News

A Devastating Mudslide Killed Hundreds in Sierra Leone and the Death Toll Keeps Climbing

A mudslide on the Outskirt of Sierra Leone claimed 312 lives and left 2000 people homeless.

SIERRA LEONE— According to the Red Cross, at least 312 people were found dead and 2000 people have been made homeless after a hillside collapsed in the Freetown suburb of Regent earlier today. The Sierra Leonean local TV station interrupted its scheduled broadcast to show devastating images of people looking for their loved ones amid the torrential mud.


The capital is in a state of emergency as the morgues have reached their capacity and the death toll continues to increase.

"It is likely that hundreds are lying dead underneath the rubble,” the country’s Vice President,Victor Foh, told Reuters. "The disaster is so serious that I myself feel broken. We're trying to cordon [off] the area (and) evacuate the people," he added.

Sierra Leone frequently experiences floods.  In 2015, ten people were killed and thousands became homeless in floods caused by the monsoon rains. Areas like Regent which are populated by informal settlements are even more vulnerable to these heavy rains. is not unusual in Sierra Leone, where unsafe housing in makeshift settlements can be swept away by heavy rains.

 

 

Music

6 Samples From 'Éthiopiques' in Hip-Hop

A brief history of Ethio-jazz cultural exchange featuring songs by Nas & Damian Marley, K'naan, Madlib and more.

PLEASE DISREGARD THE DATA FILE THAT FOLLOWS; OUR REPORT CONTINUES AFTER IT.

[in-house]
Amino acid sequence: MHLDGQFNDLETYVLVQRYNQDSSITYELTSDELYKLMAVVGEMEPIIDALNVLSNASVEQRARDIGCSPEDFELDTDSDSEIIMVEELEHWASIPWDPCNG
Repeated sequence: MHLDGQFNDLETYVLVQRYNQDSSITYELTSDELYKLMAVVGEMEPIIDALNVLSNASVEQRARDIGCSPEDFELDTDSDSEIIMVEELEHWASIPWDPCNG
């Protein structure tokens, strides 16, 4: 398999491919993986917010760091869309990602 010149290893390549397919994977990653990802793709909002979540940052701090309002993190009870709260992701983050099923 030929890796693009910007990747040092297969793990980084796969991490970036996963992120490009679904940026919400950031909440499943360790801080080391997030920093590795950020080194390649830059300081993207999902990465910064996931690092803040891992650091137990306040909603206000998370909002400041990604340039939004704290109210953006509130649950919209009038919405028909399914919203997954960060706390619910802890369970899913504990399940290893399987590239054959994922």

This article was originally published on OkayAfrica in March, 2017. We're republishing it here for our Crossroads series.

It's 2000 something. I'm holed up in my bedroom searching for samples to chop up on Fruity Loops. While deep into the free-market jungle of Amazon's suggested music section, I stumble across a compilation of Ethiopian music with faded pictures of nine guys jamming in white suit jackets. I press play on the 30 second sample.

My mind races with the opportunities these breakbeats offered a budding beat maker. Catchy organs, swinging horns, funky guitar riffs, soulful melodies and grainy and pained vocalists swoon over love lost and gained. Sung in my mother tongue—Amharic—this was a far cry from the corny synthesizer music of the 1990s that my parents played on Saturday mornings. I could actually sample this shit.

The next day, I burn a CD and pop it into my dad's car. His eyes light up when the first notes ooze out of the speakers. “Where did you get this?" He asks puzzlingly. “The internet," I respond smiling.

In the 1970s my dad was one of thousands of high school students in Addis Ababa protesting the monarchy. The protests eventually created instability which lead to a coup d'état. The monarchy was overthrown and a Marxist styled military junta composed of low ranking officers called the Derg came to power. The new regime subsequently banned music they deemed to be counter revolutionary. When the Derg came into power, Amha Eshete, a pioneering record producer and founder of Ahma Records, fled to the US and the master recordings of his label's tracks somehow ended up in a warehouse in Greece.

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